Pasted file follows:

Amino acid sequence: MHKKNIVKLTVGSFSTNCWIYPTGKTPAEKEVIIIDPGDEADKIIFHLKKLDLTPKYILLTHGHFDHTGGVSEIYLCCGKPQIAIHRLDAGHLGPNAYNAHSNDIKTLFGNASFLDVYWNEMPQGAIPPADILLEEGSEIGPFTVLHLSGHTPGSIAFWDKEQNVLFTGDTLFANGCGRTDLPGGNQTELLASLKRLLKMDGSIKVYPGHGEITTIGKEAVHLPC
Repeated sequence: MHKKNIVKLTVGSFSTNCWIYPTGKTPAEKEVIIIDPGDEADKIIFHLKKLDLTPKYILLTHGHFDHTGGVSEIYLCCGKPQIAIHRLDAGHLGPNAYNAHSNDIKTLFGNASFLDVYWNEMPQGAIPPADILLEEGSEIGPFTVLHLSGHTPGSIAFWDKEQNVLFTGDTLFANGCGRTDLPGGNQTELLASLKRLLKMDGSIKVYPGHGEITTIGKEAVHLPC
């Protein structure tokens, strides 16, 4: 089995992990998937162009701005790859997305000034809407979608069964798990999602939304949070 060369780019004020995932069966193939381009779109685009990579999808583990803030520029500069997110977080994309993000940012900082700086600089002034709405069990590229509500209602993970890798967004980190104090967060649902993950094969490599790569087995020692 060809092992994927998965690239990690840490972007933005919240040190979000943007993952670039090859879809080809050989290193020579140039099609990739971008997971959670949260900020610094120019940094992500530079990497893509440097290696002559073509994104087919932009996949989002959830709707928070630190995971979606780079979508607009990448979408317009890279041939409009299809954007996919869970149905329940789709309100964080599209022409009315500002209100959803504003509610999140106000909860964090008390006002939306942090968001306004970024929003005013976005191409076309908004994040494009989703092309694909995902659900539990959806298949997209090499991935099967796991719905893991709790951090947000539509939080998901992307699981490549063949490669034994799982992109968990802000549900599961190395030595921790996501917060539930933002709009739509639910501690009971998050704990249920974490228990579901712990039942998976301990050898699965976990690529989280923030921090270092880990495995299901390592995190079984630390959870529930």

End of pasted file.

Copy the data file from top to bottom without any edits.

Amino acid sequence: MHKKNIVKLTVGSFSTNCWIYPTGKTPAEKEVIIIDPGDEADKIIFHLKKLDLTPKYILLTHGHFDHTGGVSEIYLCCGKPQIAIHRLDAGHLGPNAYNAHSNDIKTLFGNASFLDVYWNEMPQGAIPPADILLEEGSEIGPFTVLHLSGHTPGSIAFWDKEQNVLFTGDTLFANGCGRTDLPGGNQTELLASLKRLLKMDGSIKVYPGHGEITTIGKEAVHLPC
Repeated sequence: MHKKNIVKLTVGSFSTNCWIYPTGKTPAEKEVIIIDPGDEADKIIFHLKKLDLTPKYILLTHGHFDHTGGVSEIYLCCGKPQIAIHRLDAGHLGPNAYNAHSNDIKTLFGNASFLDVYWNEMPQGAIPPADILLEEGSEIGPFTVLHLSGHTPGSIAFWDKEQNVLFTGDTLFANGCGRTDLPGGNQTELLASLKRLLKMDGSIKVYPGHGEITTIGKEAVHLPC
């Protein structure tokens, strides 16, 4: 089995992990998937162009701005790859997305000034809407979608069964798990999602939304949070 060369780019004020995932069966193939381009779109685009990579999808583990803030520029500069997110977080994309993000940012900082700086600089002034709405069990590229509500209602993970890798967004980190104090967060649902993950094969490599790569087995020692 060809092992994927998965690239990690840490972007933005919240040190979000943007993952670039090859879809080809050989290193020579140039099609990739971008997971959670949260900020610094120019940094992500530079990497893509440097290696002559073509994104087919932009996949989002959830709707928070630190995971979606780079979508607009990448979408317009890279041939409009299809954007996919869970149905329940789709309100964080599209022409009315500002209100959803504003509610999140106000909860964090008390006002939306942090968001306004970024929003005013976005191409076309908004994040494009989703092309694909995902659900539990959806298949997209090499991935099967796991719905893991709790951090947000539509939080998901992307699981490549063949490669034994799982992109968990802000549900599961190395030595921790996501917060539930933002709009739509639910501690009971998050704990249920974490228990579901712990039942998976301990050898699965976990690529989280923030921090270092880990495995299901390592995190079984630390959870529930």